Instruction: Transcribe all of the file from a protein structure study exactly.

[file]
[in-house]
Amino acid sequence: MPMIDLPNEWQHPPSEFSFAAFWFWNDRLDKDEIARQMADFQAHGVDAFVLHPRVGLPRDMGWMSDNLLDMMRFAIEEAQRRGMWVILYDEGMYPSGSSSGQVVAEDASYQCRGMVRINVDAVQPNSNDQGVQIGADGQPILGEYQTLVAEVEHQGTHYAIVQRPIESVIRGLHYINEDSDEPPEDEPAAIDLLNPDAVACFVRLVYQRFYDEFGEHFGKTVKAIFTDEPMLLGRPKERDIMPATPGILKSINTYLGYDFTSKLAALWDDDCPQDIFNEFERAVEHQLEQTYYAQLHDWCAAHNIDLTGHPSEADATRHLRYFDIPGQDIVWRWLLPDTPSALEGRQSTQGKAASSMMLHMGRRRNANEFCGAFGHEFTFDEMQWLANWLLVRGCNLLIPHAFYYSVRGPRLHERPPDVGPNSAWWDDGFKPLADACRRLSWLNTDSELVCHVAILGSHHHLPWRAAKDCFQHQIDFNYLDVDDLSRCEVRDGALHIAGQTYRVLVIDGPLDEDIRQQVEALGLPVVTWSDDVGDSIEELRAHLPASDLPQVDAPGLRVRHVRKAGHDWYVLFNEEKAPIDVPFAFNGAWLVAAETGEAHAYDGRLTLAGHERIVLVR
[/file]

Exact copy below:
[in-house]
Amino acid sequence: MPMIDLPNEWQHPPSEFSFAAFWFWNDRLDKDEIARQMADFQAHGVDAFVLHPRVGLPRDMGWMSDNLLDMMRFAIEEAQRRGMWVILYDEGMYPSGSSSGQVVAEDASYQCRGMVRINVDAVQPNSNDQGVQIGADGQPILGEYQTLVAEVEHQGTHYAIVQRPIESVIRGLHYINEDSDEPPEDEPAAIDLLNPDAVACFVRLVYQRFYDEFGEHFGKTVKAIFTDEPMLLGRPKERDIMPATPGILKSINTYLGYDFTSKLAALWDDDCPQDIFNEFERAVEHQLEQTYYAQLHDWCAAHNIDLTGHPSEADATRHLRYFDIPGQDIVWRWLLPDTPSALEGRQSTQGKAASSMMLHMGRRRNANEFCGAFGHEFTFDEMQWLANWLLVRGCNLLIPHAFYYSVRGPRLHERPPDVGPNSAWWDDGFKPLADACRRLSWLNTDSELVCHVAILGSHHHLPWRAAKDCFQHQIDFNYLDVDDLSRCEVRDGALHIAGQTYRVLVIDGPLDEDIRQQVEALGLPVVTWSDDVGDSIEELRAHLPASDLPQVDAPGLRVRHVRKAGHDWYVLFNEEKAPIDVPFAFNGAWLVAAETGEAHAYDGRLTLAGHERIVLVR